If you set Frequency to 0 it will switch the speaker off. If you set it to non-zero it will switch the speaker on again. The frequency is measured in Hz. Don’t confuse frequency with pitch, they are different in this context.
You can set the volume to a value between 0 and 2, (between 0% and 200% in other words). I don’t recommend setting it above 100% though, unless you want to go deaf.
You can also turn the speaker on and off by setting either of these values:
Setting speaker to true switches on the speaker (slowly) and setting it to false switches off the speaker. Setting Mute to true mutes the speaker, and setting it to false un-mutes it. Using”Mute”works faster than using“Speaker”. Note that you don’t need to turn the speaker on if you set the frequency, because setting the frequency to non-zero does it automatically. Turning sound on and off with mute is also faster than doing it by changing the frequency to 0.
You can also set the sample rate with this variable:
Currently GlovePIE only supports sample rates around 3640 Hz. Sample rates must be multiples of 280 added or subtracted from that value. The default is 3640 Hz. The sample rate is also measured in Hz. The sample rate will automatically increase if you set the frequency higher than 1820 Hz. There isn’t much point in changing the sample rate.
Nunchuck and Classic Controllers
To tell whether a Nunchuk or classic controller is plugged in, use these values:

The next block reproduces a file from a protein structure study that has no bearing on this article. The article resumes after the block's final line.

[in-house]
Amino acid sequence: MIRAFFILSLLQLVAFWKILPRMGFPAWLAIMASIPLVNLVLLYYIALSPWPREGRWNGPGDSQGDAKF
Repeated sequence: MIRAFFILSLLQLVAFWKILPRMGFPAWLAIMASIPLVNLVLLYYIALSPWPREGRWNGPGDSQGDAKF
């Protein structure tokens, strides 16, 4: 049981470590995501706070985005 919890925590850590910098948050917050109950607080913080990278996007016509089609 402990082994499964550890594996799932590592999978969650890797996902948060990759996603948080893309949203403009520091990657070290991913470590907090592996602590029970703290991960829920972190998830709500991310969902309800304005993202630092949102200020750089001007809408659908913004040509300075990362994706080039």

Wiimote.HasNunChuck Wiimote.HasClassic Wiimote.Expansion
The first two are true or false. The third one is a number: 0 means none, 1 don’t know what kind yet, 2 means Nunchuk, 3 means Classic Controller.
The Nunchuk has accelerometers too! Most of the same acceleration values and rotation values are the same as the Wiimote, so see the description in the sections above. The difference is the Nunchuk accelerometers have higher precision and lower range.
The Nunchuk also has two buttons. NOTE: Unlike a playstation controller, pushing in the joystick is not a button, don’t try it. The two buttons are:
Unlike the other controllers, you need the word“Button”on the end, because Z is the name of an axis and I’m reserving it for future axis use.
The Nunchuk also has a joystick. It uses the following values:
JoyX is -1 to the left, 0 in the middle, and +1 to the right. JoyY is -1 up, 0 in the middle, and +1 down.
These are the same values used by PPJoy.
The Nunchuk does NOT have vibration, or a speaker.
The classic controller does NOT have accelerometers or rumble, or a speaker!
The classic controller does have an unexplained lock button in the top centre, which physically opens and closes two slots in the back. The two slots can’t connect to anything and seem totally pointless. The lock button can’t be read.
You can read the following buttons: